Notes on the Grippe

Being an accounting of the recent and continuing pandemic and its various circumstances, from the perspective of an inhabitant of the regions lately called the Lost Quarter. Dates unknown.

Day Three Hundred Sixteen

I returned to my office for the first time since last March when it became clear the grippe reborn had arrived in these parts and was beyond our control. The weeks leading up to that moment had made what occurred seem an inevitability. It was only a matter of when we too would be forced to adopt quarantine protocols. We speculated on the matter constantly in those days – it was hard to focus and get any work done when the whole world seemed to be sliding off its axis.

I recall that one of my coworkers was in the process of moving to Europe with his family. They had to move up their plans by weeks to ensure they could get out of the Greater Dominion and into Europe before everything was shut down and ended up leaving on one of the last flights out as if they were fleeing a war zone. The quarantine protocols had already been enacted here – I was spending my first week working from home – and we never got a chance to say our goodbyes. They were simply gone.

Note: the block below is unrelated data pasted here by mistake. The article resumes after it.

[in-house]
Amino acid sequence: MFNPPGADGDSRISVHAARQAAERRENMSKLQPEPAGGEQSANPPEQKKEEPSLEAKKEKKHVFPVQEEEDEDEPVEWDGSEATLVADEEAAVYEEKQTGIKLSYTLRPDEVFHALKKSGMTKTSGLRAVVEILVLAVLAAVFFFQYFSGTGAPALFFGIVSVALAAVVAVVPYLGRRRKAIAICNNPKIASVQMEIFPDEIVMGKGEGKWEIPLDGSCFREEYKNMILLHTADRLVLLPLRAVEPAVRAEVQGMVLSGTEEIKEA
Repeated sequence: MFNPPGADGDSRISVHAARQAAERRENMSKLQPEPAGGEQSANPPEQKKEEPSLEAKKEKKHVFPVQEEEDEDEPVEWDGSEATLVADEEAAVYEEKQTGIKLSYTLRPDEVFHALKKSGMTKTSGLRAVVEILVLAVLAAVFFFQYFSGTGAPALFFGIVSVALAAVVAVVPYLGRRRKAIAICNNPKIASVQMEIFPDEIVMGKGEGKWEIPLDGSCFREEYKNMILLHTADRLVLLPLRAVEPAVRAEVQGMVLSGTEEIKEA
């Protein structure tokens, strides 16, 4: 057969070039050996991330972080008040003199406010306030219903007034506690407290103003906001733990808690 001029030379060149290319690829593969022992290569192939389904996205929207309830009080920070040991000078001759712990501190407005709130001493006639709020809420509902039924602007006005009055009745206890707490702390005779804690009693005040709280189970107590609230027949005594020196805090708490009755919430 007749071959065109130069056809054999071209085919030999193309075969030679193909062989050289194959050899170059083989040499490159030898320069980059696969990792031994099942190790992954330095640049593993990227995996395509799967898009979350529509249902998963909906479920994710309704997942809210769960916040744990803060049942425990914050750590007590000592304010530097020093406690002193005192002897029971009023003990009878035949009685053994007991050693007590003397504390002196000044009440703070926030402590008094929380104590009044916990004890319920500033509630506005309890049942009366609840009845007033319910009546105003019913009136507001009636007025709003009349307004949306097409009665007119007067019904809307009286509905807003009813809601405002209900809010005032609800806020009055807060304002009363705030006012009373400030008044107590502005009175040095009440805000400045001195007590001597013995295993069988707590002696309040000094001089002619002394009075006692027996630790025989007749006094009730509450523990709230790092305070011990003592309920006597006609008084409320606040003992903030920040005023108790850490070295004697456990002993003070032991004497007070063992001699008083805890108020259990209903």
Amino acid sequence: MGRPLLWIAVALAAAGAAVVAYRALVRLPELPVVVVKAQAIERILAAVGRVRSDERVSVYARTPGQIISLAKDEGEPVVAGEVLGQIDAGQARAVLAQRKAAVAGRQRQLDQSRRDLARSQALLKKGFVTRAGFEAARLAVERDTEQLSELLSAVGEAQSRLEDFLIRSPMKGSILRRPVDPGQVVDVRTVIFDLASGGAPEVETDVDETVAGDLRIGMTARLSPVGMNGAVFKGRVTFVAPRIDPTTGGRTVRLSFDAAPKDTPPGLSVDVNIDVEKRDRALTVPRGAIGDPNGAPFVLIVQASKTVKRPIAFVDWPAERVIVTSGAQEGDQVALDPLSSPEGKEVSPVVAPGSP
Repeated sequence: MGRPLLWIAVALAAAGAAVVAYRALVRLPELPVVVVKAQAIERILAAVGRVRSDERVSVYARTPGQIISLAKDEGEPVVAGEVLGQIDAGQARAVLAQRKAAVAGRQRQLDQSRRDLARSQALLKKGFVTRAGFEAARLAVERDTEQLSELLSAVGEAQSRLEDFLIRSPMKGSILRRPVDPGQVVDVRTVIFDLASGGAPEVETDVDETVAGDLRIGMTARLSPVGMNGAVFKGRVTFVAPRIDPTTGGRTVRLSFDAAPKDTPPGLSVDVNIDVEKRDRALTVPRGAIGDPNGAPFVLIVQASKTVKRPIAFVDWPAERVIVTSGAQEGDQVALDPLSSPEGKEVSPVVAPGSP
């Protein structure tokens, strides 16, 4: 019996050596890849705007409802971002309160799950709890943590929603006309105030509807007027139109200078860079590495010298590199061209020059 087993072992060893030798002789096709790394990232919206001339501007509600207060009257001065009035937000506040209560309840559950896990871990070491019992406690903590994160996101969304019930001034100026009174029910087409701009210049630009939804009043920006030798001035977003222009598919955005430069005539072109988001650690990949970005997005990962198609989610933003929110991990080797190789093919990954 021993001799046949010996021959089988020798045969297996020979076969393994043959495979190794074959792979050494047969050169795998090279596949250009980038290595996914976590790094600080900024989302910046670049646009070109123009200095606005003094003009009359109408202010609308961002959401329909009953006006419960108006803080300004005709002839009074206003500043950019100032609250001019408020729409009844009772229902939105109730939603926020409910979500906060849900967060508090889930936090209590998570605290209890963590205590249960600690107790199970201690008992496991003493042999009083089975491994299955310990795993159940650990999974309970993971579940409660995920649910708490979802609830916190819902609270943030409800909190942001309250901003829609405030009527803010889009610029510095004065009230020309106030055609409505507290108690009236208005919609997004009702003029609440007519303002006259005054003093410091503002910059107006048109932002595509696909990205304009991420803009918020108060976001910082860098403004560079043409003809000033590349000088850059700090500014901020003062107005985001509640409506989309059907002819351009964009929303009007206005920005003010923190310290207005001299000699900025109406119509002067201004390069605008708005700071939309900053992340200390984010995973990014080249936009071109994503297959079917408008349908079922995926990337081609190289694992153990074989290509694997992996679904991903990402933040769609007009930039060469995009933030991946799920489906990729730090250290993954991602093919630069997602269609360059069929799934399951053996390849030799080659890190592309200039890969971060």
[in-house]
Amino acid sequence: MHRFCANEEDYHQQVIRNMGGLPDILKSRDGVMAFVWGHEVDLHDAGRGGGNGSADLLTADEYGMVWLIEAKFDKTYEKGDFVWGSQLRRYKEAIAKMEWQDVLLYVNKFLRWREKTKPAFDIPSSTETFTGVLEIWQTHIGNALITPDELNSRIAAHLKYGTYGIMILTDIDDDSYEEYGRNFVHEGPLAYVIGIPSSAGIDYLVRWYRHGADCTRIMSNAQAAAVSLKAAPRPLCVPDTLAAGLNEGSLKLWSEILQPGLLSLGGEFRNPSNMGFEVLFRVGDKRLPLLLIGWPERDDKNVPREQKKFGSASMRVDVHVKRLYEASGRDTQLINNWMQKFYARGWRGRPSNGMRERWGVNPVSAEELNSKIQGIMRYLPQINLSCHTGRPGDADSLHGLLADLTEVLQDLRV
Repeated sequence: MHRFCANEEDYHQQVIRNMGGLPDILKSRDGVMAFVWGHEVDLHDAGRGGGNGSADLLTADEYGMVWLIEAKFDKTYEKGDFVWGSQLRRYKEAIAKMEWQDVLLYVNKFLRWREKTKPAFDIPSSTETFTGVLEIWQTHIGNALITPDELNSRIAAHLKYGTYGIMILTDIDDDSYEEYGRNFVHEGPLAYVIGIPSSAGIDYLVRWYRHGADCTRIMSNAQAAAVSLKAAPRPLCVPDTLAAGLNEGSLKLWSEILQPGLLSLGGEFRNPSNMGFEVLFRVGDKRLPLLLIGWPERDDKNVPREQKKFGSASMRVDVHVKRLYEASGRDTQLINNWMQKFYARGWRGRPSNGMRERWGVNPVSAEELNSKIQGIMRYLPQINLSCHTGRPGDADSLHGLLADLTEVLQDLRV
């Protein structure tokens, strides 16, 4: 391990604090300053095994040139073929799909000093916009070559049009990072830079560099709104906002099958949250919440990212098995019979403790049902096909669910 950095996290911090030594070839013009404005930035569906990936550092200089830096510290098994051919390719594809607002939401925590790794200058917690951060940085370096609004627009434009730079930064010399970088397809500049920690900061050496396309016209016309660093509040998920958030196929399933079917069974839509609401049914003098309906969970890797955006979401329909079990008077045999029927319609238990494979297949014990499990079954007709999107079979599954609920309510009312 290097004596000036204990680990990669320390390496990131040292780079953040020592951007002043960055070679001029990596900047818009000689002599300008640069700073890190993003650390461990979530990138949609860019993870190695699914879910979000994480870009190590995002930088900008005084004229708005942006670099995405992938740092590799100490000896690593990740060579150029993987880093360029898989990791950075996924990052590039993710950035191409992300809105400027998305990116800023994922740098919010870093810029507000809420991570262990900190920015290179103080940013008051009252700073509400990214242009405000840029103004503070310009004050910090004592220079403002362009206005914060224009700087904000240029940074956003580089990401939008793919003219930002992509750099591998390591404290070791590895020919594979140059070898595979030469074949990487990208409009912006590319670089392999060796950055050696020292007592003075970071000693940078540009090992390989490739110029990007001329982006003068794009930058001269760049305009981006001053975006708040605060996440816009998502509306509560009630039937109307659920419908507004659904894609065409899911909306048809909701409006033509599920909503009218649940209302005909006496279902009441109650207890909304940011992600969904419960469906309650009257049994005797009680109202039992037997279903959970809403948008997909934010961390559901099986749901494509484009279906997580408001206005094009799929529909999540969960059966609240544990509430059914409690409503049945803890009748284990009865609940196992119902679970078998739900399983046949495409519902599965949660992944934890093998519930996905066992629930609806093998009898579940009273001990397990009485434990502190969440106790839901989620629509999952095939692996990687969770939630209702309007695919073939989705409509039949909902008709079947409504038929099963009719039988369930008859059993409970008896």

Returning to the office brought back those memories. I was there because I had been drawn for a gift for participating in a charity drive in November. Before I picked it up  I went to my office to grab the few things I had left behind in my hurried packing last March. Shoes, a baseball cap I kept there in case I went for a walk in the summer sun at lunch. The rest – notebooks and pens, a mug and a French press, a water bottle – I left for whenever it is I return.

Everything was more or less as I remember it being. It felt as though I could sit down and start my work as I always did. It was as though the place had been frozen, out of step with time and all that had happened, a well-preserved insect in amber. I found it strange and eerie walking these familiar hallways, my senses heightened, noticing everything. They were largely empty, as they never were when I was at work before, and there were signs warning about the dread lord everywhere.

As I was gathering my things in my office I heard the card reader beep, announcing that someone else was entering our area. The door opened and someone started down the corridor. I was bent over with my back to the door and by the time I looked up the person was already past the doorway, so I only caught a glimpse of their form. A ghostly blur. By the time I made it to the doorway they had turned down the next corridor and were gone.

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